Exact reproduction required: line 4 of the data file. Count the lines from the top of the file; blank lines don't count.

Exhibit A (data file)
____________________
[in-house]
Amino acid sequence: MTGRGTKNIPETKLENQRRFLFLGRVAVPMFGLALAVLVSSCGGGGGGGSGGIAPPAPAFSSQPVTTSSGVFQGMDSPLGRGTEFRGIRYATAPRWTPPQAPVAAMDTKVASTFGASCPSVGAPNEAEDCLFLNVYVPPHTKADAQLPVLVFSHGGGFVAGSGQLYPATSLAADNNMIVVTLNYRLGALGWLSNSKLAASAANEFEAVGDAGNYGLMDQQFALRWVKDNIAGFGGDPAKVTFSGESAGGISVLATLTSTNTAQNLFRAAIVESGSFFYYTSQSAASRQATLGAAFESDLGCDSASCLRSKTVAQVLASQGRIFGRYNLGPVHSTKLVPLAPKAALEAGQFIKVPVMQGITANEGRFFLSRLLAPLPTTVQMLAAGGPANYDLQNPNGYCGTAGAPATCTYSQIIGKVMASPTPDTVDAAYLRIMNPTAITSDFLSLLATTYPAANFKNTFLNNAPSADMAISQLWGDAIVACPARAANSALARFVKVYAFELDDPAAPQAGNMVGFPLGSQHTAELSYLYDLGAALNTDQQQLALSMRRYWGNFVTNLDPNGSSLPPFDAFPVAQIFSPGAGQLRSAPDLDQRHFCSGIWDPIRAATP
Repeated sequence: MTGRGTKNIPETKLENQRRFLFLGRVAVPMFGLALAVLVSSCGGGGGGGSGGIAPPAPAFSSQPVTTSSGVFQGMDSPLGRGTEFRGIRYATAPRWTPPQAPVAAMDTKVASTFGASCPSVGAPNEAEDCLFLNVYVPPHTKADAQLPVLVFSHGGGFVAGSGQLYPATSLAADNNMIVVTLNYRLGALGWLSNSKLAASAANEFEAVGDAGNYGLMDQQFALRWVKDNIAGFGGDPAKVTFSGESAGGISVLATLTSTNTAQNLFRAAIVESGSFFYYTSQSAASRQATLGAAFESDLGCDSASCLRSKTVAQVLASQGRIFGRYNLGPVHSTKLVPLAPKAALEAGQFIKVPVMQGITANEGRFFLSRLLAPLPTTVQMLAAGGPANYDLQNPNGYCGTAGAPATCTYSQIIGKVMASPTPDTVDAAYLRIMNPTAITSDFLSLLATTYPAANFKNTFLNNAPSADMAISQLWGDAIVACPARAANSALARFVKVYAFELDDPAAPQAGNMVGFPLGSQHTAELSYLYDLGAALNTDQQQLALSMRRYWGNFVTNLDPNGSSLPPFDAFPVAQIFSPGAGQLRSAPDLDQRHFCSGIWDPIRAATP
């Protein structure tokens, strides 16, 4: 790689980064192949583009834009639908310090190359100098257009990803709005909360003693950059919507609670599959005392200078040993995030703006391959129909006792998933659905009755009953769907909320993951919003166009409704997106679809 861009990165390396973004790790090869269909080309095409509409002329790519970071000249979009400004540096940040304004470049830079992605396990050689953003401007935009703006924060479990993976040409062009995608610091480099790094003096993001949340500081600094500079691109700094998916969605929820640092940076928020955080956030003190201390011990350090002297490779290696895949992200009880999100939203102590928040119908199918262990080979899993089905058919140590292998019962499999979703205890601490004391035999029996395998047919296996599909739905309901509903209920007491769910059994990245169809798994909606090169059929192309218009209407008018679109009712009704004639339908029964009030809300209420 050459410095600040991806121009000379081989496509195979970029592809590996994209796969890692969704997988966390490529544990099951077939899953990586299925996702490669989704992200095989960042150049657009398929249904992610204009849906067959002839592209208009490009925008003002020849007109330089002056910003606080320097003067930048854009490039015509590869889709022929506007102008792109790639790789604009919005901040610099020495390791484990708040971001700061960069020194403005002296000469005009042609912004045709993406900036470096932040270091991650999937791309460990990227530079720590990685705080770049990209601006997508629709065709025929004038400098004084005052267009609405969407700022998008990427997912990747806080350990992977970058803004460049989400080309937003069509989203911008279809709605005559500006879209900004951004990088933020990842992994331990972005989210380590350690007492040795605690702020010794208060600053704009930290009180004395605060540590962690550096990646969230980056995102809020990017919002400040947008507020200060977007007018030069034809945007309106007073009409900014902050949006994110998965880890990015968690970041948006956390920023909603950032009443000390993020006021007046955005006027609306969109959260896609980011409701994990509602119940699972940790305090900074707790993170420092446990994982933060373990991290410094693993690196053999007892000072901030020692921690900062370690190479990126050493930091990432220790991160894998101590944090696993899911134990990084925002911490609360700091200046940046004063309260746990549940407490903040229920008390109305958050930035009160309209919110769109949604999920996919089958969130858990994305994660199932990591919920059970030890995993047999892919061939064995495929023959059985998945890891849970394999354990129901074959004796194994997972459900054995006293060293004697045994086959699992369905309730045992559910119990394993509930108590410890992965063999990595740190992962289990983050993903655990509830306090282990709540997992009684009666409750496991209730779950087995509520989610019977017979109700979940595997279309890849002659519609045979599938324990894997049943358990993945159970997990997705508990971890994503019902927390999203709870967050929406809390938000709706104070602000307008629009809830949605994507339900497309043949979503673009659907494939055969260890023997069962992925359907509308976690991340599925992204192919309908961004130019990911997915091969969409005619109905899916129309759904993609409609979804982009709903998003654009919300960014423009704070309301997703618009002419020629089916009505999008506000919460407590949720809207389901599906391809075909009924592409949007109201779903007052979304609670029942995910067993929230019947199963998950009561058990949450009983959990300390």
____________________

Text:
């Protein structure tokens, strides 16, 4: 790689980064192949583009834009639908310090190359100098257009990803709005909360003693950059919507609670599959005392200078040993995030703006391959129909006792998933659905009755009953769907909320993951919003166009409704997106679809 861009990165390396973004790790090869269909080309095409509409002329790519970071000249979009400004540096940040304004470049830079992605396990050689953003401007935009703006924060479990993976040409062009995608610091480099790094003096993001949340500081600094500079691109700094998916969605929820640092940076928020955080956030003190201390011990350090002297490779290696895949992200009880999100939203102590928040119908199918262990080979899993089905058919140590292998019962499999979703205890601490004391035999029996395998047919296996599909739905309901509903209920007491769910059994990245169809798994909606090169059929192309218009209407008018679109009712009704004639339908029964009030809300209420 050459410095600040991806121009000379081989496509195979970029592809590996994209796969890692969704997988966390490529544990099951077939899953990586299925996702490669989704992200095989960042150049657009398929249904992610204009849906067959002839592209208009490009925008003002020849007109330089002056910003606080320097003067930048854009490039015509590869889709022929506007102008792109790639790789604009919005901040610099020495390791484990708040971001700061960069020194403005002296000469005009042609912004045709993406900036470096932040270091991650999937791309460990990227530079720590990685705080770049990209601006997508629709065709025929004038400098004084005052267009609405969407700022998008990427997912990747806080350990992977970058803004460049989400080309937003069509989203911008279809709605005559500006879209900004951004990088933020990842992994331990972005989210380590350690007492040795605690702020010794208060600053704009930290009180004395605060540590962690550096990646969230980056995102809020990017919002400040947008507020200060977007007018030069034809945007309106007073009409900014902050949006994110998965880890990015968690970041948006956390920023909603950032009443000390993020006021007046955005006027609306969109959260896609980011409701994990509602119940699972940790305090900074707790993170420092446990994982933060373990991290410094693993690196053999007892000072901030020692921690900062370690190479990126050493930091990432220790991160894998101590944090696993899911134990990084925002911490609360700091200046940046004063309260746990549940407490903040229920008390109305958050930035009160309209919110769109949604999920996919089958969130858990994305994660199932990591919920059970030890995993047999892919061939064995495929023959059985998945890891849970394999354990129901074959004796194994997972459900054995006293060293004697045994086959699992369905309730045992559910119990394993509930108590410890992965063999990595740190992962289990983050993903655990509830306090282990709540997992009684009666409750496991209730779950087995509520989610019977017979109700979940595997279309890849002659519609045979599938324990894997049943358990993945159970997990997705508990971890994503019902927390999203709870967050929406809390938000709706104070602000307008629009809830949605994507339900497309043949979503673009659907494939055969260890023997069962992925359907509308976690991340599925992204192919309908961004130019990911997915091969969409005619109905899916129309759904993609409609979804982009709903998003654009919300960014423009704070309301997703618009002419020629089916009505999008506000919460407590949720809207389901599906391809075909009924592409949007109201779903007052979304609670029942995910067993929230019947199963998950009561058990949450009983959990300390």